AUTO REPAIRS

If you are looking for a car repair, you may want to call around first, to see if you can get a free estimate on the cost of the repair from a car shop. If your car is less than 25 years old, the cost of the repair should not exceed the estimate by more than ten percent. Keep in mind that repair shops are allowed to charge a reasonable fee for preparation of the estimate. The shop must offer to return any replaced parts to you unless the supplier is required to ship the parts to the manufacturer or distributor under a warranty agreement or for some other reason. Finally, except for work advertised on a single-price basis, auto repair shops must provide the customer a written invoice clearly indicating the charges for parts and labor and also indicating which parts are used, rebuilt, or reconditioned. 

CREDIT REPORTS

The Federal Trade Commission has required each of the three main credit bureaus (Equifax, Experian, and TransUnion) to provide consumers with free credit reports every twelve months and has also required them to create a single website where consumers can request the reports online. It is a good idea to check periodically your credit report for unexpected data or mistakes. You should also check it two or three months before applying for a car or home loan. You might find reports of unpaid bills that aren't true, or you might discover that someone has stolen your identity and applied for credit under your name.

You're also entitled to a free report anytime you are denied credit, employment, or insurance based on the contents of your credit report. The company that denied your application will inform you if the denial was based on a credit report. In that case, you must contact the credit bureau directly. You should always check your credit report in such a situation to make sure the report is accurate.   The denial of credit might have been based on wrong information.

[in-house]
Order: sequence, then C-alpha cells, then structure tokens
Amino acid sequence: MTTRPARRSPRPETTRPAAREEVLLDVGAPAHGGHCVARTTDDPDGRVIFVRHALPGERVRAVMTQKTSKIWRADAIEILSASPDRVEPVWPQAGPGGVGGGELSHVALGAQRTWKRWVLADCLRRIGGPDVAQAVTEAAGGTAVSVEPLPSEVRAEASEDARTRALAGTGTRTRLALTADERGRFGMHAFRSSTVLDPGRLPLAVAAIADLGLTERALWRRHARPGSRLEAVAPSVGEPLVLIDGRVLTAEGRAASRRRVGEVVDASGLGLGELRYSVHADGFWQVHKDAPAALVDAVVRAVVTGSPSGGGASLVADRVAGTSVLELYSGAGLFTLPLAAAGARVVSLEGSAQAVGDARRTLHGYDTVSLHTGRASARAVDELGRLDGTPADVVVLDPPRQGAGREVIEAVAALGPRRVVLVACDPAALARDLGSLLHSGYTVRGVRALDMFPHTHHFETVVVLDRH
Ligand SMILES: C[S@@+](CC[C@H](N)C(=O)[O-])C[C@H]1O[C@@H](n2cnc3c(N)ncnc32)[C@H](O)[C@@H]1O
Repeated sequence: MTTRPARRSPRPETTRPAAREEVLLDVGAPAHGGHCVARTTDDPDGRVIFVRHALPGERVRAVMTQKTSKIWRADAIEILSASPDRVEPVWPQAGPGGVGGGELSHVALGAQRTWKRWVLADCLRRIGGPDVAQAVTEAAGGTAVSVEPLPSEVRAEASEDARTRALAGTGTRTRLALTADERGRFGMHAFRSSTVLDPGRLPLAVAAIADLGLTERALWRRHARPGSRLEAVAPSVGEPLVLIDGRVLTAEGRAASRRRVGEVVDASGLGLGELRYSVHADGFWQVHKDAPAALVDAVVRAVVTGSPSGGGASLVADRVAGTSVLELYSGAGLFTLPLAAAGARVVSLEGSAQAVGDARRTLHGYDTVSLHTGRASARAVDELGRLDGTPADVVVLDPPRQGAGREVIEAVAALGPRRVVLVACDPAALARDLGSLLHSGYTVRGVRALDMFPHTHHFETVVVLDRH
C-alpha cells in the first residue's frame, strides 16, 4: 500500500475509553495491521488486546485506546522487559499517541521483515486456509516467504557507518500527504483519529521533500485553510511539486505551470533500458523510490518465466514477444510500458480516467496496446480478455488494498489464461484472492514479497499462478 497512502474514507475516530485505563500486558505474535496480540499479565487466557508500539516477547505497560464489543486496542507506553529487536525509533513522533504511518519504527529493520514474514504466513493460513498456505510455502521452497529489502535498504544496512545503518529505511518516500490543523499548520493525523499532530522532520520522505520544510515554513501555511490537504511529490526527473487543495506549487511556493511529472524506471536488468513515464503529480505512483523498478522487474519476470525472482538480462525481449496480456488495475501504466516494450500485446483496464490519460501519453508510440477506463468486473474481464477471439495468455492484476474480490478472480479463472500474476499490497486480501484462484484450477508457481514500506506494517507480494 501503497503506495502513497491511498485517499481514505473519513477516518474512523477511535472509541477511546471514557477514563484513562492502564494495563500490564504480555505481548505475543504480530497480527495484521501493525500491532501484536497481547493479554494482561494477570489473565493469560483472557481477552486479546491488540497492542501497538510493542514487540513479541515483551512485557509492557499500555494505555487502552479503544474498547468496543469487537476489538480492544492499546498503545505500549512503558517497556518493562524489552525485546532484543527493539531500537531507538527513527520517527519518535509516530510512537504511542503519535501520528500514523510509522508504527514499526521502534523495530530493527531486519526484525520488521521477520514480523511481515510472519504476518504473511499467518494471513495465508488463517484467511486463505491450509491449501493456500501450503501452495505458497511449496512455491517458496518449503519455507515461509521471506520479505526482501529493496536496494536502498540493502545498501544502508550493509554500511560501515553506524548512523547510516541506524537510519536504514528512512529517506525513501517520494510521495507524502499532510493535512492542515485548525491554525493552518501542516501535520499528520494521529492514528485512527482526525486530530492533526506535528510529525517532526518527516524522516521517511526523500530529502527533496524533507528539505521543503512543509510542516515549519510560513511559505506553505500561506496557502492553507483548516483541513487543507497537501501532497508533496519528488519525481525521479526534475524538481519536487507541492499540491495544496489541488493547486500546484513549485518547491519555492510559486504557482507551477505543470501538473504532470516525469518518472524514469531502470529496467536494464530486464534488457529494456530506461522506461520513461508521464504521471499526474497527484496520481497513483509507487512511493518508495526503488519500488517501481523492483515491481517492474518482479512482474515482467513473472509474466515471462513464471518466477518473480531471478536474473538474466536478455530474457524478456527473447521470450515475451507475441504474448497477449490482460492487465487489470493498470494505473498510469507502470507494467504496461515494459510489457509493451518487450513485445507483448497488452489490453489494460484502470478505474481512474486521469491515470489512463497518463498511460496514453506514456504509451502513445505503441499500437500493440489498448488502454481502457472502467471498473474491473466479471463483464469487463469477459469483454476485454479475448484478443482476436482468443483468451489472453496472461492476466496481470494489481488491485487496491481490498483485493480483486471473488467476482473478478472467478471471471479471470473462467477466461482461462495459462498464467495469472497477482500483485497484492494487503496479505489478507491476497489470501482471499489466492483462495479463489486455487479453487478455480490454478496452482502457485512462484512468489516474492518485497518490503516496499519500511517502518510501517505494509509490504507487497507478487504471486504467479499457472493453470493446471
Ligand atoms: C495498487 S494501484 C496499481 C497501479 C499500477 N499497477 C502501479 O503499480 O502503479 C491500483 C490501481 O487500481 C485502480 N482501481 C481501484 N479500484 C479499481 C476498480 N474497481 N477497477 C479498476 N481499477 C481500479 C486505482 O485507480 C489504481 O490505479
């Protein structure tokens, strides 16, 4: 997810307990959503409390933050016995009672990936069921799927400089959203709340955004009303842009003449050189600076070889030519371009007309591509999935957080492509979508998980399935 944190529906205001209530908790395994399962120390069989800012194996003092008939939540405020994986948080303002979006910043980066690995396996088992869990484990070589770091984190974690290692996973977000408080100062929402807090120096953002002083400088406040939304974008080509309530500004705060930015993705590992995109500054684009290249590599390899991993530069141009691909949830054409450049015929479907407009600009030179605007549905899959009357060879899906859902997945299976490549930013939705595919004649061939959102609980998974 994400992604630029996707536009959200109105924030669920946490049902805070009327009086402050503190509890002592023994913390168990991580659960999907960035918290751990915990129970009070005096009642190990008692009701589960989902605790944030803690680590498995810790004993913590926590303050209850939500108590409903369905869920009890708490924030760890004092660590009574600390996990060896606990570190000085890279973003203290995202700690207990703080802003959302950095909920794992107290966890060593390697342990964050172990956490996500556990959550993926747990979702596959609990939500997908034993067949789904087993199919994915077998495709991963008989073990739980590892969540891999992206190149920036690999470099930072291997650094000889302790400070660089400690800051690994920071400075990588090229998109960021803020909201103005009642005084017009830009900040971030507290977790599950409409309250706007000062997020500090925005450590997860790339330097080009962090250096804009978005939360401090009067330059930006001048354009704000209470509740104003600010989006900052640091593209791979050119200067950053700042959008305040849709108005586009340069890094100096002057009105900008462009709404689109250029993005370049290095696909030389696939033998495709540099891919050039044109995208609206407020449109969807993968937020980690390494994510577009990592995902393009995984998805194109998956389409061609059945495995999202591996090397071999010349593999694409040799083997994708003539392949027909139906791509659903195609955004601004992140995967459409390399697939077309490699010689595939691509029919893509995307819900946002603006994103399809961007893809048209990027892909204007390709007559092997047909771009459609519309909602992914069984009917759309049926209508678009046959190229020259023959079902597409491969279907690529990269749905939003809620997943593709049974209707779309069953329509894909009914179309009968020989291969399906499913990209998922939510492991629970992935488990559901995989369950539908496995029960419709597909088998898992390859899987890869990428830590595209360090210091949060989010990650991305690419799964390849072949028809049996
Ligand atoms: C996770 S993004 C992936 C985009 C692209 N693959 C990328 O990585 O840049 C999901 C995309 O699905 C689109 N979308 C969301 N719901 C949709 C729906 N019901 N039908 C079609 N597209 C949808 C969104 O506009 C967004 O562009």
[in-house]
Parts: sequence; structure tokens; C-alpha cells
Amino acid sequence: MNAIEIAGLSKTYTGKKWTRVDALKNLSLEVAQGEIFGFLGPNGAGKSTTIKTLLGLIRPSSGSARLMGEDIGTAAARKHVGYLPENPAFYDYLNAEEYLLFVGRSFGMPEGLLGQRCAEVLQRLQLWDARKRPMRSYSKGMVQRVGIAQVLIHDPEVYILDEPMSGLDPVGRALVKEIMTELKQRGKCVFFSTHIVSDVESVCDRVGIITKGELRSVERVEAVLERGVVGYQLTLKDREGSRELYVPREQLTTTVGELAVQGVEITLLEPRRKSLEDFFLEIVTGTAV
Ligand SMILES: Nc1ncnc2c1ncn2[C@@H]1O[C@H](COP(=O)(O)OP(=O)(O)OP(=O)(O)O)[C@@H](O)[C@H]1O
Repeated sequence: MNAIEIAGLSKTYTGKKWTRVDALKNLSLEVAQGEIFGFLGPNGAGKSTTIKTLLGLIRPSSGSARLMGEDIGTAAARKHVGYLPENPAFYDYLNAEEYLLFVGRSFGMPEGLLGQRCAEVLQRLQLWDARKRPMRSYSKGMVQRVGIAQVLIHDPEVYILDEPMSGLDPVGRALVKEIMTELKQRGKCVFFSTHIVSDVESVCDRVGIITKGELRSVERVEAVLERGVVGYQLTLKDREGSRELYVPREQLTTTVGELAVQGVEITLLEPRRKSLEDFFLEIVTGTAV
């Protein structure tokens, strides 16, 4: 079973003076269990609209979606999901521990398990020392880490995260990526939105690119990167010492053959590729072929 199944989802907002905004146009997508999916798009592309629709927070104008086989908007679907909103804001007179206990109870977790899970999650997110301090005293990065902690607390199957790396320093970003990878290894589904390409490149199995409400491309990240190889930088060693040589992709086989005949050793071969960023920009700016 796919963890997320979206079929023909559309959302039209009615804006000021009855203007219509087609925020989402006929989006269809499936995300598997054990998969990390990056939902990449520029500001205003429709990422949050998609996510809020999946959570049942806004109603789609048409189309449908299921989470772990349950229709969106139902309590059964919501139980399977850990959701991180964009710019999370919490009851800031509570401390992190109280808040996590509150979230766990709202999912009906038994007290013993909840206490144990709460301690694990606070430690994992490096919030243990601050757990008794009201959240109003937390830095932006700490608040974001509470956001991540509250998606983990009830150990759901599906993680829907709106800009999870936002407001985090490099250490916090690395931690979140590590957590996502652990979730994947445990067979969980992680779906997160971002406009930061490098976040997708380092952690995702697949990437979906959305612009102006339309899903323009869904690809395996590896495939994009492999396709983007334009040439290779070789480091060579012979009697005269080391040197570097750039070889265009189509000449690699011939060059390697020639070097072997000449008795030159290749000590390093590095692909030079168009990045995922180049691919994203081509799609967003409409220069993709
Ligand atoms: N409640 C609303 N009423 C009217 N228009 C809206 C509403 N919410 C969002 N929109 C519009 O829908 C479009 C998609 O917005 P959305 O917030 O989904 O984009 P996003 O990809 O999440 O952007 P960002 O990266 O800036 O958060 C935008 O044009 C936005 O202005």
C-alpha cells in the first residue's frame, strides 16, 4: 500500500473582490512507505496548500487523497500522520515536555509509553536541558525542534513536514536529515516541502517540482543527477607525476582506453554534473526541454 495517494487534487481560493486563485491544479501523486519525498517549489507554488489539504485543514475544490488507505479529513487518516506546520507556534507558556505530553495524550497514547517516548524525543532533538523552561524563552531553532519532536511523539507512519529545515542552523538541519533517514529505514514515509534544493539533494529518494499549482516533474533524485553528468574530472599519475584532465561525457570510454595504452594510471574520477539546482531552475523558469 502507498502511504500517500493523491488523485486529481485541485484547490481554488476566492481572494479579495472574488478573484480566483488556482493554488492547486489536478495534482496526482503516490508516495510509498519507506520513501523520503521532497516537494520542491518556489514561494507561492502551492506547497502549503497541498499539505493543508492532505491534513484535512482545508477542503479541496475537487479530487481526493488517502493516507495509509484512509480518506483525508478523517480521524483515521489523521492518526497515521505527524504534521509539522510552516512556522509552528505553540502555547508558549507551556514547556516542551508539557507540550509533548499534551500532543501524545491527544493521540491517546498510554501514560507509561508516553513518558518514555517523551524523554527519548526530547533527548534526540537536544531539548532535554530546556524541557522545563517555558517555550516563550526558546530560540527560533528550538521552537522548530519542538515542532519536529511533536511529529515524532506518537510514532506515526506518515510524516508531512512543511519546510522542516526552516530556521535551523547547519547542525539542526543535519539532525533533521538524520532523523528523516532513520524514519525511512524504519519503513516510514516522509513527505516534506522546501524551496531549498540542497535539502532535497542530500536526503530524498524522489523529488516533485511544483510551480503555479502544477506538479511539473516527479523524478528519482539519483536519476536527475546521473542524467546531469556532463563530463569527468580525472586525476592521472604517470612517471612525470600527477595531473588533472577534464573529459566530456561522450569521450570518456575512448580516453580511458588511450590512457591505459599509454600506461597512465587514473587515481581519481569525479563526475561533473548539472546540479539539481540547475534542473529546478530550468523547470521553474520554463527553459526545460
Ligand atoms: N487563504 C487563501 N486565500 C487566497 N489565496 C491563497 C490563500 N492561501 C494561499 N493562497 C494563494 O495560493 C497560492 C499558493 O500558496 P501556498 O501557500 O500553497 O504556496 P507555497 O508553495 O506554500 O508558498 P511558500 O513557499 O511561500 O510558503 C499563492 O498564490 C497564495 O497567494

If you do find wrong or outdated information on your credit report, inform the credit bureau. They will contact the creditor and try to verify whether their information is correct or not. If not, they must fix the report.

In 2008, Virginia joined a long list of states that allow consumers to put a security freeze on their credit reports. With certain limitations Virginia consumers can prevent credit bureaus from releasing any information in their credit reports to third parties. This is a useful tool in preventing ID theft. If you freeze access to your credit report, an ID thief will have a hard time opening credit accounts in your name because the creditor will have a hard time getting your credit report. Note that freezing access to your credit report can also make it more difficult for legitimate creditors to get your credit report.

TOWING